The biggest question for me was whether the Q3 Sportback gives up some of the space that one can enjoy in the Q3. This is a normal sacrifice in the jump from SUV to Coupe-SUV. In a word. Yes. You do lose some rear headroom. In a car with 3 people in the rear, the tallest if anything over 1,8-metres wouldn’t have the best 8 hours of their life. It’s not terrible at all but there’s definitely a compromise over a Q3. And then in terms of boot space, the Q3 Sportback compromises about 100-litres over its Q3 sibling and that is something substantial especially at this size of car. The Q3 makes sense for families opting for some space, so be aware that the Sportback variant has a bit less.
A bit underwhelming really. I wasn’t expecting a firecracker but it just doesn’t feel as the numbers and aesthetic may suggest. The Q3 Sportback 40 TFSI is fitted with a 2.0-litre turbocharged motor with a 7-speed auto transmission. Yes, it drives all four wheel too but the problem is mainly in a lacklustre drive. Pedal travel feels long and there is lag in getting up to speed and lag in the transmission figuring out the need from your right foot.
If you’re on a national route and travelling the open road, the Q3 is competent and comfortable and does a fine job. It’s when you’re busier, there’s more traffic and more need for variations in power, whether overtaking, navigating lanes that go from dual to single and vice versa every few kilometres – this is when the drivetrain isn’t as sweet. I found the best way to drive was to select ‘dynamic’ from the drive select menu.
Power is quoted at 132kW with 320Nm of torque and the 0 – 100km/h dash of 7.8-seconds is good for a car of this weight and size, but it feels a slightly laboured process, certainly moreso than I expected.
The quattro system is a confidence booster of course, but it’s let down by what is a very light steering feel. This is great for parking lots and slow manourvres but over gravel roads, where we spent a significant amount of time during our test, the light steering makes for a less confident drive. It’s those small corrections over corrugated sections or through badly pocked roads especially with corners thrown in, where you feel it. The quattro system as well as the plethora of safety assistance systems keep everything in check but as a driver, the feel is important too.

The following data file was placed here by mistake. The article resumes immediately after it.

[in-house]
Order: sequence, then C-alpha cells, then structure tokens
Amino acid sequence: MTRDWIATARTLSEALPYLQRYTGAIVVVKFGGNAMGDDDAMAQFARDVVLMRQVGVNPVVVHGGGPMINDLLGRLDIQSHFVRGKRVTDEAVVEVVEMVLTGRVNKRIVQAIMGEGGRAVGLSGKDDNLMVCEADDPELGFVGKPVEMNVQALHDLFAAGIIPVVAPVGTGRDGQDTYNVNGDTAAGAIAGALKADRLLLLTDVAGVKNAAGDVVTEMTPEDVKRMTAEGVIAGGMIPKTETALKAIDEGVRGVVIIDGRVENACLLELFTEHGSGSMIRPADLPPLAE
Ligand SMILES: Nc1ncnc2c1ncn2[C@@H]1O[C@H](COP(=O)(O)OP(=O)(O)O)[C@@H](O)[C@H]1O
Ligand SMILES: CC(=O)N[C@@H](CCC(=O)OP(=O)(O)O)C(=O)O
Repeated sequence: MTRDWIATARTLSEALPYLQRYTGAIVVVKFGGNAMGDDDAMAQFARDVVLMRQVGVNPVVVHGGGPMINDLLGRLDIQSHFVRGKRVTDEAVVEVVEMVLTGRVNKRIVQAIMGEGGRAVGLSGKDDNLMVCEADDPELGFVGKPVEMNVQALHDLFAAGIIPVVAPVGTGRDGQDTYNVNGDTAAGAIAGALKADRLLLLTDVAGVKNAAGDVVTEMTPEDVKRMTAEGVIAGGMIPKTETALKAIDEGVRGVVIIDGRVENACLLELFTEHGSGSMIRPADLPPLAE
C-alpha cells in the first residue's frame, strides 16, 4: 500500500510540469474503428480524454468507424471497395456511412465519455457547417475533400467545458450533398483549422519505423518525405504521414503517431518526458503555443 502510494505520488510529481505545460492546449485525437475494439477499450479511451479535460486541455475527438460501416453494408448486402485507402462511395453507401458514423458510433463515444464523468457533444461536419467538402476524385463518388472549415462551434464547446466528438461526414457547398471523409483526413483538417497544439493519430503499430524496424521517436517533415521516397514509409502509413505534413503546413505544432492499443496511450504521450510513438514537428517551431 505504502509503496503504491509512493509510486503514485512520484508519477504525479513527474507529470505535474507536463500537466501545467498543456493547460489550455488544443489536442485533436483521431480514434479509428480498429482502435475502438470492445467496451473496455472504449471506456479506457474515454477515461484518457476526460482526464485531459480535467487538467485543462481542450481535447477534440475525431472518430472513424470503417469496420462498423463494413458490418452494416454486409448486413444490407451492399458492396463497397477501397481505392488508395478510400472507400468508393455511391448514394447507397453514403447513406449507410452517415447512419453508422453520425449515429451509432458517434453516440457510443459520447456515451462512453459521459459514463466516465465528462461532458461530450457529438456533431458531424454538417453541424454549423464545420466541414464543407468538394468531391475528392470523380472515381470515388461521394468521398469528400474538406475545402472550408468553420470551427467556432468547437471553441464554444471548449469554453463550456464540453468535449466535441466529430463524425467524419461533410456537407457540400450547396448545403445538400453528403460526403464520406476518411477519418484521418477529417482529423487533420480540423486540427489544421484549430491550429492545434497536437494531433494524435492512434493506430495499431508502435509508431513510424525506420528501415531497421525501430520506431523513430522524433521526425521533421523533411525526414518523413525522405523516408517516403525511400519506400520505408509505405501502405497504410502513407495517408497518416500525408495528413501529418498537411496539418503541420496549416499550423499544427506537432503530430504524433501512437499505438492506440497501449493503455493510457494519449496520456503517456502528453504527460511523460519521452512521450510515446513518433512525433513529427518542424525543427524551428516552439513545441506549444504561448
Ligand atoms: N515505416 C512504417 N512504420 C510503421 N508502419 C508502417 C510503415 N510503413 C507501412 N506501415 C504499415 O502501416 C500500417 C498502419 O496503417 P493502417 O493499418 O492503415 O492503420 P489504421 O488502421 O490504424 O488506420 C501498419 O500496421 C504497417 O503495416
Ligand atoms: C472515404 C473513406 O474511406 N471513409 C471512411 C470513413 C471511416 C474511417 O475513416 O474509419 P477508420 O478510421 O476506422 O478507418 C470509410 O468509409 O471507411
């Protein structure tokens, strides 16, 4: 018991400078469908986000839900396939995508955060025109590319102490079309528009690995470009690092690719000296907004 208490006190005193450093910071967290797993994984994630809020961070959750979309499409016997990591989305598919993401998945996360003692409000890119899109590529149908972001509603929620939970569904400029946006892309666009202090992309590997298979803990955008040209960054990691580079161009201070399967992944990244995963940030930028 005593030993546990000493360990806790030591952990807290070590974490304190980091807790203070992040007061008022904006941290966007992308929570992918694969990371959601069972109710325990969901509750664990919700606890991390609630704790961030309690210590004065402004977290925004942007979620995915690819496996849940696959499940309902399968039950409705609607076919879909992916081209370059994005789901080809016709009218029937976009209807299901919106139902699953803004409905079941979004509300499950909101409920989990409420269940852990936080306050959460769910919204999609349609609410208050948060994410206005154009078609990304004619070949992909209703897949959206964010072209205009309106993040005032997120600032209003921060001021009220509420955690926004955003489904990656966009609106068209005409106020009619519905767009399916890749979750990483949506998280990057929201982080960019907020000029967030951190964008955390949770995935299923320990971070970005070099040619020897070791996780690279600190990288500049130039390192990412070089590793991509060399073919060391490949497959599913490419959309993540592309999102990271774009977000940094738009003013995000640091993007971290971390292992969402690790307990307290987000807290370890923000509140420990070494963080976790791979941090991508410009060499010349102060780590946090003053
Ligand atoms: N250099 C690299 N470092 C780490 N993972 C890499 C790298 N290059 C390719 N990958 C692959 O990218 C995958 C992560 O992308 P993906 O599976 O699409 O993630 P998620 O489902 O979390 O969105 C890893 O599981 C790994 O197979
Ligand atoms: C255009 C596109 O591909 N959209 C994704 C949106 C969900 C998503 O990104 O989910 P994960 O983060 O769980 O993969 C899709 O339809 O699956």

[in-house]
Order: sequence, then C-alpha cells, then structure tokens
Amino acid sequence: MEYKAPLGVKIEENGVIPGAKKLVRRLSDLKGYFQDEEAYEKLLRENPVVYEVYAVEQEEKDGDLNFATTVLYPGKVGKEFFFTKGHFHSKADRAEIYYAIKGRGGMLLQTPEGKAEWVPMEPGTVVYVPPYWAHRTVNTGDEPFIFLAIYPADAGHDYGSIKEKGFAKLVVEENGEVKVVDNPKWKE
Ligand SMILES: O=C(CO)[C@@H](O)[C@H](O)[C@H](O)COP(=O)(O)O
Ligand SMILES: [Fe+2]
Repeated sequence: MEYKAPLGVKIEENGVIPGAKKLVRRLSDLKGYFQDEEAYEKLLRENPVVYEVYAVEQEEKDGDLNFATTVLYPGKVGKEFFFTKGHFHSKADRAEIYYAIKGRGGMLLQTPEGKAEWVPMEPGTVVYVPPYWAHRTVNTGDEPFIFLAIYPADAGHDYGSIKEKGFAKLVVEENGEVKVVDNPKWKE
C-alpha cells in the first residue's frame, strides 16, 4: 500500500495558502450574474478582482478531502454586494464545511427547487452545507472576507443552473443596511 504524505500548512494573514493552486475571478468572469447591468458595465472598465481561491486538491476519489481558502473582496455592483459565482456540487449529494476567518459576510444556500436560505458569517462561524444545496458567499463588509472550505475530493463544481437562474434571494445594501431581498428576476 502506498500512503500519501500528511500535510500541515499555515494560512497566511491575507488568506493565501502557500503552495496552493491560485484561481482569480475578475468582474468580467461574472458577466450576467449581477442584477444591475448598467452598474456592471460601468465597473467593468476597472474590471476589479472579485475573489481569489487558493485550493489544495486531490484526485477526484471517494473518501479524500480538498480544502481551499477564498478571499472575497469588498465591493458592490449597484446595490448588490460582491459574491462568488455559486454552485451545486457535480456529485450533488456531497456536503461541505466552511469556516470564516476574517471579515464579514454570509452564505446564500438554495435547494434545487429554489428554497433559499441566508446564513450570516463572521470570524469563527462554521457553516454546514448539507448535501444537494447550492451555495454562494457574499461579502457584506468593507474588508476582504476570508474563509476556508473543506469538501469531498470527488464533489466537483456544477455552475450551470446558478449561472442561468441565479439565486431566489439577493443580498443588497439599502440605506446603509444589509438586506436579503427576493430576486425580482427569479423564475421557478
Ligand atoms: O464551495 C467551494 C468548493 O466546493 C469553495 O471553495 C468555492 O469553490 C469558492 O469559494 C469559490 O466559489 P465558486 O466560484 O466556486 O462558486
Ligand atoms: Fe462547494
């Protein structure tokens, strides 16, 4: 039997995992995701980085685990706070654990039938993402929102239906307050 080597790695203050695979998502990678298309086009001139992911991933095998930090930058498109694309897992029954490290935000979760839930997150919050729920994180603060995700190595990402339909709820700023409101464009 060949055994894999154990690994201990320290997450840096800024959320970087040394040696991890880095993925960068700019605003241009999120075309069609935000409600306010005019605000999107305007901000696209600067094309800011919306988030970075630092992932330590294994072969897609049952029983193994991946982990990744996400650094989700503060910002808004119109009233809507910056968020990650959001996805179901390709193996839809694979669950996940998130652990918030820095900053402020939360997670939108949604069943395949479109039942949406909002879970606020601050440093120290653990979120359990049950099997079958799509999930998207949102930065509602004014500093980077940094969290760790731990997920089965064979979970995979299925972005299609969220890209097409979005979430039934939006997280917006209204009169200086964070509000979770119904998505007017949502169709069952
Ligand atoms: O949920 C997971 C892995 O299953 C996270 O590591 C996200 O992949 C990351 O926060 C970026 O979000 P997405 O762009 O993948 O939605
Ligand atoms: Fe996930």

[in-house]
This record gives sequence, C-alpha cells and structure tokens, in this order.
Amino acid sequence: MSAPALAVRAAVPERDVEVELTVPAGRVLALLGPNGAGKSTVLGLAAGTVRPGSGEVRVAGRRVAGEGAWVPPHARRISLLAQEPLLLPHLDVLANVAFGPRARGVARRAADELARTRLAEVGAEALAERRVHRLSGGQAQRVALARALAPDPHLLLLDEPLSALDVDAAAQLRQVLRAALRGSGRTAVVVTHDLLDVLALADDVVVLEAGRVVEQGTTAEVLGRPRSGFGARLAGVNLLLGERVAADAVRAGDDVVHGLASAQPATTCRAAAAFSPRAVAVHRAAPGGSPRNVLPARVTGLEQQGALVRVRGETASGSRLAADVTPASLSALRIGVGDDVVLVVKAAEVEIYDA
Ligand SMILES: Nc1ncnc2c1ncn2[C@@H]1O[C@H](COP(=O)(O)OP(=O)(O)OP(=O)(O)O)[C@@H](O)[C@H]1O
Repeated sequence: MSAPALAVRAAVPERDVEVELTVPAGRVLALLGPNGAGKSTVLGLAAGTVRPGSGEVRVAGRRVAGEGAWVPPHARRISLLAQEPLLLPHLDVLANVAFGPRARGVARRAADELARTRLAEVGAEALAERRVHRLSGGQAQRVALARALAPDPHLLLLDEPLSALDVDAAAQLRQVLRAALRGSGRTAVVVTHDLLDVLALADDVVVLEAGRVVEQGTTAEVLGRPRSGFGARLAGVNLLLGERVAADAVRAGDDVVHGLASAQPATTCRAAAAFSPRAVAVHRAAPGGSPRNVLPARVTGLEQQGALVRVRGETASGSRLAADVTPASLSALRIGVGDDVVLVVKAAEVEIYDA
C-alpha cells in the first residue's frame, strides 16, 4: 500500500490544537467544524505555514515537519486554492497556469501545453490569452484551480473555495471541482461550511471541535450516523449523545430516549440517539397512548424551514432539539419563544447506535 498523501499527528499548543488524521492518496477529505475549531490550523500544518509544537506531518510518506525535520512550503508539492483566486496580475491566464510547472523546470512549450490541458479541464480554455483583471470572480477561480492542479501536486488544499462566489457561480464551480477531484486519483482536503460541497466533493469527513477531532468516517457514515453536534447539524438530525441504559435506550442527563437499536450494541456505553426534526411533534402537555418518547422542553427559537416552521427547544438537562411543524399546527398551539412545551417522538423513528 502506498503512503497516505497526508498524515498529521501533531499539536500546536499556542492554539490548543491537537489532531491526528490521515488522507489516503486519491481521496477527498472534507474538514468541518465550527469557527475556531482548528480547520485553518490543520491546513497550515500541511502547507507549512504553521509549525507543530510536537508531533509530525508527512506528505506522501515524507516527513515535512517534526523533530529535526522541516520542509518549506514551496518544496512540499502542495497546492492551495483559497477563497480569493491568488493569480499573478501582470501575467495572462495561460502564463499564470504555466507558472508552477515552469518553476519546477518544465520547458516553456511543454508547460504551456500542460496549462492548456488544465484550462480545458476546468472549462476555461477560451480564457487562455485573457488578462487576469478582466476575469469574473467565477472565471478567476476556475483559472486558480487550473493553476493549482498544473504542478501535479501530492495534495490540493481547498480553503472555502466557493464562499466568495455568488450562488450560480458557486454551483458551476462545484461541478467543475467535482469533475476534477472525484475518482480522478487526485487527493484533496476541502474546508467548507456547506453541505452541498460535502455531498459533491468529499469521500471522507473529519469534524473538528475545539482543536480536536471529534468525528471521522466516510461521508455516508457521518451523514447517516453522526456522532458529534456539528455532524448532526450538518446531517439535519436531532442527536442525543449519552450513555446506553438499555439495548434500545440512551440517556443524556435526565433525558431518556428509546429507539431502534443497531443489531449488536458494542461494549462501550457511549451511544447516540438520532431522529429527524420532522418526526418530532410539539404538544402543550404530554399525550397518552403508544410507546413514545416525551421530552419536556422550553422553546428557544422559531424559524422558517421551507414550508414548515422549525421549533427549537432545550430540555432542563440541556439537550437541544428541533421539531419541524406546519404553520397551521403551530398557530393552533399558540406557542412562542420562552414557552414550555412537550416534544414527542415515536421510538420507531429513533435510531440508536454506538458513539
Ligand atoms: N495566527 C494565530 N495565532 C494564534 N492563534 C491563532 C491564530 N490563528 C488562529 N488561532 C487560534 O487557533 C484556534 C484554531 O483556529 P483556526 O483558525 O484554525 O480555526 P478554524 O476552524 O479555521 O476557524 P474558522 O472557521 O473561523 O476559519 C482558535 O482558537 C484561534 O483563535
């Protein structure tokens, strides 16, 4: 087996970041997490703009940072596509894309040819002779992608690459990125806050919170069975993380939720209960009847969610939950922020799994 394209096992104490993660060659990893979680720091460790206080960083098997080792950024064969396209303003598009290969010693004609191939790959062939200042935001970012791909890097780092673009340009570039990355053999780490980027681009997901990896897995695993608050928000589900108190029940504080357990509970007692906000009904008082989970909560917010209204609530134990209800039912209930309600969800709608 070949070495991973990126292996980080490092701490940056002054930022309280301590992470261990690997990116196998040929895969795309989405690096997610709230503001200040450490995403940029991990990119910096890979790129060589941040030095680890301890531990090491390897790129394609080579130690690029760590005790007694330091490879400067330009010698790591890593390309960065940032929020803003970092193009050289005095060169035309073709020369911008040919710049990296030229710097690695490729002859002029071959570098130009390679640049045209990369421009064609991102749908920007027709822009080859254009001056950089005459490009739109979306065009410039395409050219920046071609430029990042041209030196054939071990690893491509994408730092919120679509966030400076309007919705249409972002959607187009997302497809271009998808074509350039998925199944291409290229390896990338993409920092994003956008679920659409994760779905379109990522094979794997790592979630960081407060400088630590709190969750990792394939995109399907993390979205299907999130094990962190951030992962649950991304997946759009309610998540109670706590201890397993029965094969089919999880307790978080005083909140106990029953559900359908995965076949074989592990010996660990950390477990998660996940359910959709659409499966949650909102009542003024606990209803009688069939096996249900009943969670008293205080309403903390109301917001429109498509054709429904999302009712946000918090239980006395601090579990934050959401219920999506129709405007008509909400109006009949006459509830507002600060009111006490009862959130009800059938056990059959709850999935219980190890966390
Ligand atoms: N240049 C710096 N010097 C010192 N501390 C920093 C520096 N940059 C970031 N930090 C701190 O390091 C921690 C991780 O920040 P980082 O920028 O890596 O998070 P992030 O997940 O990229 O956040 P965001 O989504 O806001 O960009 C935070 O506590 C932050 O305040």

Overall, the ride is pleasant on good bits of tarmac, comfy and well insulated but erring on the harder side with those 19-inchers when you get off the tarmac onto something a little less smooth. It’s the compromise of looks over comfort I suppose but it’s really nothing too bad, just noticeable enough to make it a point to consider on the options.
Premium brands mean premium options abound. It’s no different here. The test car I drove was optioned with R175 150 worth of extra equipment. According to Audi, its customers option their car to a value of 25% over the list price as an average, so that’s about right for the equipment the test car was fitted with. This is standard across the big lux brands, BMW, Mercedes, Jaguar, Porsche and Land Rover.
And that really is the question – does the Sportback strike enough of a differentiation to warrant a look or a jump from other brands? It has novelty in its favour but that’s a short-lived quality that Audi would look to capitalise on early.
The Q3 Sportback may be that car that Audi’s own customers choose to move into from something smaller or something lower to the ground, such is our love for SUVs. You may want to consider the 35 TFSI as an option – it doesn’t come with quattro but may be better on fuel figures if that’s important to you. I would say the 2.0-litre isn’t that much of a bigger jump as far as power goes so you may want to look at that.
The Audi Q3 Sportback will turn heads no doubt but that may not be enough. It’s set itself apart in appearance but not so much in performance which would have been good. You do lose some practicality on the whole but this is an entirely subjective thing so for some, it’s sleeker profile is more important than more space.
The petrol-powered 40 TFSI is just a tad bit underwhelming for what is a highly competent and exciting premium product. Diesel would have been ideal – but that’s not going to happen. Unfortunately.